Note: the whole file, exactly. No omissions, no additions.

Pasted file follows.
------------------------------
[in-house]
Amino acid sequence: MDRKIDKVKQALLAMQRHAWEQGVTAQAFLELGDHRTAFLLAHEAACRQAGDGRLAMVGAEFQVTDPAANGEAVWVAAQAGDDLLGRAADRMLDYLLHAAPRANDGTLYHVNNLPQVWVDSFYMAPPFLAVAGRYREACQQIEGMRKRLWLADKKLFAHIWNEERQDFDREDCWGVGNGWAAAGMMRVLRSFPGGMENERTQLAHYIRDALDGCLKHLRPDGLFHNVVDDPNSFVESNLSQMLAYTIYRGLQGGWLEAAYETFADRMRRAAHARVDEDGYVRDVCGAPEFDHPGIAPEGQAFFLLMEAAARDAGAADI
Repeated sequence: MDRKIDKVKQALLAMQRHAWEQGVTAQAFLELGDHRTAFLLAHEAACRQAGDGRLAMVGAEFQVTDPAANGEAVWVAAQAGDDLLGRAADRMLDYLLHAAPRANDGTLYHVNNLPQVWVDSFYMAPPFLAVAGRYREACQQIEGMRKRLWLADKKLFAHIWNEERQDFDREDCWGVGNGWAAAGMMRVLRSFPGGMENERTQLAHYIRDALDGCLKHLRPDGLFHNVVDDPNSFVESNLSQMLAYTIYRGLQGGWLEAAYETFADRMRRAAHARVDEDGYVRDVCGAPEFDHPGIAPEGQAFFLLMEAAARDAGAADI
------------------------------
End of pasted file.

[in-house]
Amino acid sequence: MDRKIDKVKQALLAMQRHAWEQGVTAQAFLELGDHRTAFLLAHEAACRQAGDGRLAMVGAEFQVTDPAANGEAVWVAAQAGDDLLGRAADRMLDYLLHAAPRANDGTLYHVNNLPQVWVDSFYMAPPFLAVAGRYREACQQIEGMRKRLWLADKKLFAHIWNEERQDFDREDCWGVGNGWAAAGMMRVLRSFPGGMENERTQLAHYIRDALDGCLKHLRPDGLFHNVVDDPNSFVESNLSQMLAYTIYRGLQGGWLEAAYETFADRMRRAAHARVDEDGYVRDVCGAPEFDHPGIAPEGQAFFLLMEAAARDAGAADI
Repeated sequence: MDRKIDKVKQALLAMQRHAWEQGVTAQAFLELGDHRTAFLLAHEAACRQAGDGRLAMVGAEFQVTDPAANGEAVWVAAQAGDDLLGRAADRMLDYLLHAAPRANDGTLYHVNNLPQVWVDSFYMAPPFLAVAGRYREACQQIEGMRKRLWLADKKLFAHIWNEERQDFDREDCWGVGNGWAAAGMMRVLRSFPGGMENERTQLAHYIRDALDGCLKHLRPDGLFHNVVDDPNSFVESNLSQMLAYTIYRGLQGGWLEAAYETFADRMRRAAHARVDEDGYVRDVCGAPEFDHPGIAPEGQAFFLLMEAAARDAGAADI